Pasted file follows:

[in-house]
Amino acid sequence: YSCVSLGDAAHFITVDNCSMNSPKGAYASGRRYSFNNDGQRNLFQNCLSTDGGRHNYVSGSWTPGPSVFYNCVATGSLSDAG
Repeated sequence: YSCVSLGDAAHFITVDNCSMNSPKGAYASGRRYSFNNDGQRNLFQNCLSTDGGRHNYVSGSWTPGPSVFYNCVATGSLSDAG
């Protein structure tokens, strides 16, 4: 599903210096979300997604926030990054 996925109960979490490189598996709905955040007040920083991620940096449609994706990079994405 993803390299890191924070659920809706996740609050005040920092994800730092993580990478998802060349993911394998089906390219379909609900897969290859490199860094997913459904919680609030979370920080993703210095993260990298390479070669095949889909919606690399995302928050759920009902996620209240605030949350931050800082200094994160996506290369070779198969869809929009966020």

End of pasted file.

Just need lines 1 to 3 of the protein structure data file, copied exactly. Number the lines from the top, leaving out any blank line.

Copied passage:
[in-house]
Amino acid sequence: YSCVSLGDAAHFITVDNCSMNSPKGAYASGRRYSFNNDGQRNLFQNCLSTDGGRHNYVSGSWTPGPSVFYNCVATGSLSDAG
Repeated sequence: YSCVSLGDAAHFITVDNCSMNSPKGAYASGRRYSFNNDGQRNLFQNCLSTDGGRHNYVSGSWTPGPSVFYNCVATGSLSDAG